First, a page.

While complexity economics takes a more realistic view on how financial markets actually operate, I’m now looking into how it incorporates the issue of bias of individual actors into account (i.e. not just expectation-deducing actors, but erroneously-expectation-deducing actors). I’m worried by the fact that the Santa Fe Institute is publishing news that physicists can model crashes in financial markets. Given a realistic model of the financial market as a complex system with feedback loops, wouldn’t the knowledge of such a model influence reality enough to make the model obsolete? A curious conundrum. Comments and resources welcome as I plunge into a new field in search of better questions.


  1. Sustainable systems must constantly battle the inherent tendency to gravitate towards more and more complexity.

    Imagine a world financial system with built in provisions and mechanisms that constantly seek to restrain the system from becoming uncontrollably complex. (A ‘complexity czar’ perhaps!)

    Complexity is an advantage when it enriches interactions between the participants and when it allows legitimate complex transactions to occur which add and create genuine value. When complexity balloons within systems solely to permit rampant speculation, it can have devastating consequences!

    • Thanks Shekhar! I agree we need to both raise the consciousness of and battle complexity – but my view is slightly different from yours. I don’t think we can stop the system as a whole from being complex, but I do think that we can better regulate interactions within the system so that its fragility is reduced and robustness increased, through redundancy, firewalls etc. Some of these efforts might mean making certain derivatives less complex, true, but it won’t necessarily take away from the fact that the system as a whole is inherently complex.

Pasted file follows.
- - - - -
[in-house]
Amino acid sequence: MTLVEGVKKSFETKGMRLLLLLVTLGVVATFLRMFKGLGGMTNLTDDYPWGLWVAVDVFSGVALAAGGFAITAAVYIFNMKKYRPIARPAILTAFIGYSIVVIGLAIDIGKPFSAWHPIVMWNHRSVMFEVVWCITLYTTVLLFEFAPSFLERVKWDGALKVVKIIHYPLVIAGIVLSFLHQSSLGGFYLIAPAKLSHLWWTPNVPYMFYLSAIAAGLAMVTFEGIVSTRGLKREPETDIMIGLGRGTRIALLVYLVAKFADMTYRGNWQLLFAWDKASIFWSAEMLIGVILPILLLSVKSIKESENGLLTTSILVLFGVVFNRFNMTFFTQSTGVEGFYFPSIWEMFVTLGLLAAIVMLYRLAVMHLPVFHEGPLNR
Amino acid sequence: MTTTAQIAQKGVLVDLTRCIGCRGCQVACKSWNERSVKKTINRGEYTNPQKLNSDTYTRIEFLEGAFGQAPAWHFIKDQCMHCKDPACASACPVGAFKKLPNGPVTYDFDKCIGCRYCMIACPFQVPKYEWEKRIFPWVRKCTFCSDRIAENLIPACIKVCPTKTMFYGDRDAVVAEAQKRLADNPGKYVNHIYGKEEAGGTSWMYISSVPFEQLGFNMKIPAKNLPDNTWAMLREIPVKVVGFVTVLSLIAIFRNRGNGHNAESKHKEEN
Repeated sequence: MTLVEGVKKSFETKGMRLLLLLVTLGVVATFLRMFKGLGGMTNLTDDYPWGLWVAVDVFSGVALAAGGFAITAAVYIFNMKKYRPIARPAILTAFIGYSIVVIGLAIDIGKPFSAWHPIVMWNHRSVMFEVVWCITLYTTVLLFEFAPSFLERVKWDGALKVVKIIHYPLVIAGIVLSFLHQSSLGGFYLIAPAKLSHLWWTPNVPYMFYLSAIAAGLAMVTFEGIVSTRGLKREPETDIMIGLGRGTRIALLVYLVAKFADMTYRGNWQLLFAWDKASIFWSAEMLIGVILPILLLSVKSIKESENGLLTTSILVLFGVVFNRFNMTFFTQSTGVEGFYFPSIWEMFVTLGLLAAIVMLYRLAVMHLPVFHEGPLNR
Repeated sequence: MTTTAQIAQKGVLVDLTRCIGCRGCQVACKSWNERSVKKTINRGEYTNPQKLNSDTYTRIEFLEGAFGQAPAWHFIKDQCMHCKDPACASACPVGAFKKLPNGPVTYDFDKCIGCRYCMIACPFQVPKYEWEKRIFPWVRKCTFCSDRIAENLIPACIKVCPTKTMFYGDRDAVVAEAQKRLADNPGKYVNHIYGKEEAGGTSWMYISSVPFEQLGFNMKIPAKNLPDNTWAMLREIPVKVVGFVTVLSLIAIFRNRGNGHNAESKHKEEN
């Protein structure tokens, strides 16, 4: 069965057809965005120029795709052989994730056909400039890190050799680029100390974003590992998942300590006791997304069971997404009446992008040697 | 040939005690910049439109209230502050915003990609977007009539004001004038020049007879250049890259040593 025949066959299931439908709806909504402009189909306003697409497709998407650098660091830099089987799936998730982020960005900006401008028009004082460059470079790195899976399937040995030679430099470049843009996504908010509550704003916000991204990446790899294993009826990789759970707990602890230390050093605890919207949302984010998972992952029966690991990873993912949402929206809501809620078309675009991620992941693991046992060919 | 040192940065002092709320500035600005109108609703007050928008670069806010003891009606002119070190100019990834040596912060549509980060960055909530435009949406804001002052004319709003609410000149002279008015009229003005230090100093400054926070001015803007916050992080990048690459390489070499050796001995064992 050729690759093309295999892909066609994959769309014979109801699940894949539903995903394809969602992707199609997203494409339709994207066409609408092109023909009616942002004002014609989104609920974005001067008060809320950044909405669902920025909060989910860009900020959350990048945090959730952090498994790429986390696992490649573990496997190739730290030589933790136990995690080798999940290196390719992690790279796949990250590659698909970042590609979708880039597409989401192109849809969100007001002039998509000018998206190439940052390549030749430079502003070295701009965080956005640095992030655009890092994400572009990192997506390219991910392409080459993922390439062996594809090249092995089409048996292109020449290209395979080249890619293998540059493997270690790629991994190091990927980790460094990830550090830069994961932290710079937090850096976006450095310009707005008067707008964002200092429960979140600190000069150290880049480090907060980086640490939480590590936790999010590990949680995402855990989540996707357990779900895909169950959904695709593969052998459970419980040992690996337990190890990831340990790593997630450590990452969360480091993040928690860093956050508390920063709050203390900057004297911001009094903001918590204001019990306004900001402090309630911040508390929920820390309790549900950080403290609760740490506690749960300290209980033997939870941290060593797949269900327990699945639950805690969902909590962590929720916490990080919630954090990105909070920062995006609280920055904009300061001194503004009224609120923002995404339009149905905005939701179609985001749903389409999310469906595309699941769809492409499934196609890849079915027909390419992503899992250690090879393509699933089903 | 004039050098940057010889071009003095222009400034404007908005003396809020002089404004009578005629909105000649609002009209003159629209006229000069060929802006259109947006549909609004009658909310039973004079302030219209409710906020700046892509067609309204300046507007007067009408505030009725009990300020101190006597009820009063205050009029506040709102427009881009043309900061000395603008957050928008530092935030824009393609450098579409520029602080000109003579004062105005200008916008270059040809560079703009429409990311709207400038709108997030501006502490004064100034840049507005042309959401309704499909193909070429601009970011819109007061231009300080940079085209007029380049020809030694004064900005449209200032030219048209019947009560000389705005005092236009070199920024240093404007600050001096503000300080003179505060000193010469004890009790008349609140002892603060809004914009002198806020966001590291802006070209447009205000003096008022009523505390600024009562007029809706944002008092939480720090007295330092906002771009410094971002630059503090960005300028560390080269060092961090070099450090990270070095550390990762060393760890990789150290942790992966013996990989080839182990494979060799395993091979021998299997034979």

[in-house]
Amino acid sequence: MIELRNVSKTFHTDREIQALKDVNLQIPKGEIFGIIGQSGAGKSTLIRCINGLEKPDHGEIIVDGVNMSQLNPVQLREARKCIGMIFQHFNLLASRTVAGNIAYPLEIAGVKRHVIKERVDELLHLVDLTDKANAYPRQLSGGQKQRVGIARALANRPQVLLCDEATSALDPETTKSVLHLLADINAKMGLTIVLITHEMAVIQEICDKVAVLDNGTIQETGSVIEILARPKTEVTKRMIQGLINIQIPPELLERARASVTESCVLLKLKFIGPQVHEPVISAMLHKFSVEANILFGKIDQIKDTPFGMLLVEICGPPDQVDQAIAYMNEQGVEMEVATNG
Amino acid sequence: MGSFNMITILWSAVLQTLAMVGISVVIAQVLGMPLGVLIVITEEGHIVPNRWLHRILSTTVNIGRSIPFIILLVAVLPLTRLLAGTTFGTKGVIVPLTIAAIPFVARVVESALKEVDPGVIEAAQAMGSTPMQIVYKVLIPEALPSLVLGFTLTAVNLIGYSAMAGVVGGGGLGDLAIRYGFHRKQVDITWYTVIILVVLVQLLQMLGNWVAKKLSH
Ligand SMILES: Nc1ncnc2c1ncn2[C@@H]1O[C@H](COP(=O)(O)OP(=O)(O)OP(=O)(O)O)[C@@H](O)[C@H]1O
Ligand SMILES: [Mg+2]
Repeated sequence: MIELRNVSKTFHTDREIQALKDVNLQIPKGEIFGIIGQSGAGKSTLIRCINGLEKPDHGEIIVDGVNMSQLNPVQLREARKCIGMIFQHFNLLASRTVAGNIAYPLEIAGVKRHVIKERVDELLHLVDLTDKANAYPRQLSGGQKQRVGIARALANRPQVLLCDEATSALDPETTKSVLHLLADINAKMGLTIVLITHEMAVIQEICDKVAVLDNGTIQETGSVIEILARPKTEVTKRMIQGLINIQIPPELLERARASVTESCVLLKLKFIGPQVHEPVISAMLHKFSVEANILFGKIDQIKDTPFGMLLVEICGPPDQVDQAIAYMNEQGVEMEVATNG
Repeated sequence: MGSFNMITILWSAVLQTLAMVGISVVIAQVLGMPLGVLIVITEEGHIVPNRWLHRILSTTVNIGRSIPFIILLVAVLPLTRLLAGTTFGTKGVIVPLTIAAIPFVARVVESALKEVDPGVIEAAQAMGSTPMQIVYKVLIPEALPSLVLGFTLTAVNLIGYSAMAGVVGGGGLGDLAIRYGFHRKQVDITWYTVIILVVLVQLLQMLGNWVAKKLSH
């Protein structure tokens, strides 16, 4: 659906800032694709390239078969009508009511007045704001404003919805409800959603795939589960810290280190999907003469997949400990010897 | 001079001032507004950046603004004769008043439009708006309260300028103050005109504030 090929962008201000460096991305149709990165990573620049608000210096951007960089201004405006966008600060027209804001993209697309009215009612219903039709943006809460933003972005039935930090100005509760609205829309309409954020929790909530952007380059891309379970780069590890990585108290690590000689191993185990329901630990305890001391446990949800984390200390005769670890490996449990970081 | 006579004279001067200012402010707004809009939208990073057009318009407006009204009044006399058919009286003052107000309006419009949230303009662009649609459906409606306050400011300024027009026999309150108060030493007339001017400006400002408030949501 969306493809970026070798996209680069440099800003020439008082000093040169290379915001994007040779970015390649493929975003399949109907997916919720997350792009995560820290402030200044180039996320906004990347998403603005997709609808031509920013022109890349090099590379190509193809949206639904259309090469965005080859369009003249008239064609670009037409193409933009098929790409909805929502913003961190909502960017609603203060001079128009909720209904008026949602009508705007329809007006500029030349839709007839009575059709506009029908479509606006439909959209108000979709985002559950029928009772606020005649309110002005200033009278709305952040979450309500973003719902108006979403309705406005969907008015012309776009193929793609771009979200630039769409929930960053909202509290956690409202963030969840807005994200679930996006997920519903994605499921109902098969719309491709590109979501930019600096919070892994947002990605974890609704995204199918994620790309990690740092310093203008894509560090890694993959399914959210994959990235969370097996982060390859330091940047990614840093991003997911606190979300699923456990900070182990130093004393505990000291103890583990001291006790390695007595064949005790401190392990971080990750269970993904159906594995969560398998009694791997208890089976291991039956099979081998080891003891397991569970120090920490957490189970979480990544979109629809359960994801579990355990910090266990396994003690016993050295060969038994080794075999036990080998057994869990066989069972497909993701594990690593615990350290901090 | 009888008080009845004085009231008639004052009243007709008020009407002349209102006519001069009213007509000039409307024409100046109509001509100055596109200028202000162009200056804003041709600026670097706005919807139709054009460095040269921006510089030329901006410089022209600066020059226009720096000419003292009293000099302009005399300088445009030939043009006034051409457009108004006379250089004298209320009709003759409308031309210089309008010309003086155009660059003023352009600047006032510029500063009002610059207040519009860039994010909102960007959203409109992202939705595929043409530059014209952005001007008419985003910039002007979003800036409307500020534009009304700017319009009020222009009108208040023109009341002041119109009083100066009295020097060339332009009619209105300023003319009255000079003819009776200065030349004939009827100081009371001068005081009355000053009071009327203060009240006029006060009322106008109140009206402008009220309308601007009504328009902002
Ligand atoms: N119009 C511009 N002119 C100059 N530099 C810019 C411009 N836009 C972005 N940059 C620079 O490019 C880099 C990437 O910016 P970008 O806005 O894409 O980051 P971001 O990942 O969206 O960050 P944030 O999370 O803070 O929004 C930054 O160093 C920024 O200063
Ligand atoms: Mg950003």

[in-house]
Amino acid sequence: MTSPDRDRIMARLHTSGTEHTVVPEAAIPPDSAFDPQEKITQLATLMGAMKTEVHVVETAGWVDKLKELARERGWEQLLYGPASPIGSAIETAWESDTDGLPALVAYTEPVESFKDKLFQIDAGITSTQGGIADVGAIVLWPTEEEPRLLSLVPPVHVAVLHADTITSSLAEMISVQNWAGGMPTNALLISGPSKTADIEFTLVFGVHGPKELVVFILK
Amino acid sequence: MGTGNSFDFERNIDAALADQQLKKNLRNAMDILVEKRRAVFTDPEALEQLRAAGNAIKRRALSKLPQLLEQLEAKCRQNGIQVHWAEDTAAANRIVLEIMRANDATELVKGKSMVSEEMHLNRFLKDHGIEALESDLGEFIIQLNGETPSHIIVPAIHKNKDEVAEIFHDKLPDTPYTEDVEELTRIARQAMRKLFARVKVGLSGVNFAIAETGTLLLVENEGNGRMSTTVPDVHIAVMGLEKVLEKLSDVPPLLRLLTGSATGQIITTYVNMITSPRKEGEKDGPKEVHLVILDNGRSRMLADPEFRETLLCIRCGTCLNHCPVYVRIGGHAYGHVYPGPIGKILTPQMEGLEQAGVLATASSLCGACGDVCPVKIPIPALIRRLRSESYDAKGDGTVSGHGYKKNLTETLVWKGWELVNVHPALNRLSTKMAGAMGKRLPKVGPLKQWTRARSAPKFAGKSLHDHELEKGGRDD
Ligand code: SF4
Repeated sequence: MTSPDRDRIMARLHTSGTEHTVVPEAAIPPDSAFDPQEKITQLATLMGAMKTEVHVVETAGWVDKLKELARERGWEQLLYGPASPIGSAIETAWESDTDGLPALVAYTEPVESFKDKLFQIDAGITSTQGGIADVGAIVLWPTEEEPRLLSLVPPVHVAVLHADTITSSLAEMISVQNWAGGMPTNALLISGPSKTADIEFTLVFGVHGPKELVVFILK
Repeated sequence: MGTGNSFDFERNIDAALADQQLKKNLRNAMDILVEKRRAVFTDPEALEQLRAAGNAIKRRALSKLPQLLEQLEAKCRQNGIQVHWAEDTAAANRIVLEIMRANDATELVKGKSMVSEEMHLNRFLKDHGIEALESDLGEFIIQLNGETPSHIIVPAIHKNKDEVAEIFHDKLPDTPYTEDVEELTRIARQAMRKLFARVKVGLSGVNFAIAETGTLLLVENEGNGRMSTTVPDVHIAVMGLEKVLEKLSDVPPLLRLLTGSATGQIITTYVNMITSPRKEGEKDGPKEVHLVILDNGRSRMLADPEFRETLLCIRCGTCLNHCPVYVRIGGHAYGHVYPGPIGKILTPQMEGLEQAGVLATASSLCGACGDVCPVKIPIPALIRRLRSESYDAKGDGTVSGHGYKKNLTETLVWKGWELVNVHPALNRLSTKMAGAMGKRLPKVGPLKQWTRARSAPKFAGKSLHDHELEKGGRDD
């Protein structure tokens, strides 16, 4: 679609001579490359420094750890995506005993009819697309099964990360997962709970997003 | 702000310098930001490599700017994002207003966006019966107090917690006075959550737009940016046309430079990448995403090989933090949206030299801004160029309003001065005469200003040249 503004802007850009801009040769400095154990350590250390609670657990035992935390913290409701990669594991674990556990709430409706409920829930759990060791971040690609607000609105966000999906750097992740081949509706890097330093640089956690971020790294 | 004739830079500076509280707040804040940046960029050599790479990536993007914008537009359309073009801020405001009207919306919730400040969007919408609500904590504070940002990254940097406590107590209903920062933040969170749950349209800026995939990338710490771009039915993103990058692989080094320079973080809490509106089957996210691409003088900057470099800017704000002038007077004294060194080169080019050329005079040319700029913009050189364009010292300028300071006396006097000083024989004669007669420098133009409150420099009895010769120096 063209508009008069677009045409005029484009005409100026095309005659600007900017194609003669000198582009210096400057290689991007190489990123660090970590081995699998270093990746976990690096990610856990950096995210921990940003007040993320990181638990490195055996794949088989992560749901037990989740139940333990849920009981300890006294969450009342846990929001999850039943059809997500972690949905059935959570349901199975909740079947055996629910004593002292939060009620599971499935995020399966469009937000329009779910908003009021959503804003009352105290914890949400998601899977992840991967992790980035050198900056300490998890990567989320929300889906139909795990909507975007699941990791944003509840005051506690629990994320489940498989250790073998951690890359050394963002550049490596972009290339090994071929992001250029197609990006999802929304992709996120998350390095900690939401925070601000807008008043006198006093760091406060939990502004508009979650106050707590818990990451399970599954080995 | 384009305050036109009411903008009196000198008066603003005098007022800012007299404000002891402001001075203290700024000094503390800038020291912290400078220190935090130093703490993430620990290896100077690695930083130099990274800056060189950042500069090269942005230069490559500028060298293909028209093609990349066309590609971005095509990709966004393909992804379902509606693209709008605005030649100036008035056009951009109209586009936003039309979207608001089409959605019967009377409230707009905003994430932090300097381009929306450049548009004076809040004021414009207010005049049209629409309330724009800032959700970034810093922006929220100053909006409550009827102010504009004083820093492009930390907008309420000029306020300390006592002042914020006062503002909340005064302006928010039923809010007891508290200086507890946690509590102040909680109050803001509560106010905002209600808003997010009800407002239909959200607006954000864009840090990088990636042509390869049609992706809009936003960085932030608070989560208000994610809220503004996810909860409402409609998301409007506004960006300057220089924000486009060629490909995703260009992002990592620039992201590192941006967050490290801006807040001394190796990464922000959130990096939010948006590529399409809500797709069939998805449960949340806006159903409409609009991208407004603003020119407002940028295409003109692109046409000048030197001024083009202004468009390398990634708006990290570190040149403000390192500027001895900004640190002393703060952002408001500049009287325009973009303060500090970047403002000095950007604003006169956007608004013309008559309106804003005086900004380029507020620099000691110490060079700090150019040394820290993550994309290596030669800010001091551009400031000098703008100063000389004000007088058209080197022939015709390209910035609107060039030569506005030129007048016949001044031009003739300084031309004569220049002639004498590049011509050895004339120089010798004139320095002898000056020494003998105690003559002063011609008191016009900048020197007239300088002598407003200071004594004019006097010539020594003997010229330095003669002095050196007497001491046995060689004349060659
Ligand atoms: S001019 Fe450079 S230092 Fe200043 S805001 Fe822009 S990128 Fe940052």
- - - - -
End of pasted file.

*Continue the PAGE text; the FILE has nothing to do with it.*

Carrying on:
2. I tend to use a little saying about Pareto optimality in situations akin to those you describe, namely it (Paraeto optimality) in any given system is only achieveable in retrospect. Even this is subject to severe caveats:
    1 We don’t live in a first best world – so we can’t win i.e. take any action that will achieve the desired outcome and make us better off.
    2 We don’t live in a second best world – so we can’t break even i.e. take any action that will ensure that we’re not worse off.
    3 We don’t know what nth best world we live in – so we can’t even quit the game because we don’t know where we are i.e. take any action that makes everyone worse off.
    And who said eceonomics was a dismal science?

    • Thanks for the comment Sean! You’ve illuminated the challenge of translating “lessons in hindsight” (which the media is currently focusing on) into forward-looking policies. Many things really are supremely unknowable in advance, and taking actions in those situation are problematic because we don’t know where we are on the pareto map. Though perhaps if we could look back in history and see what we prevented from happening and how, perhaps we might getter better granularity on the range of options that might allow us to break-even more often.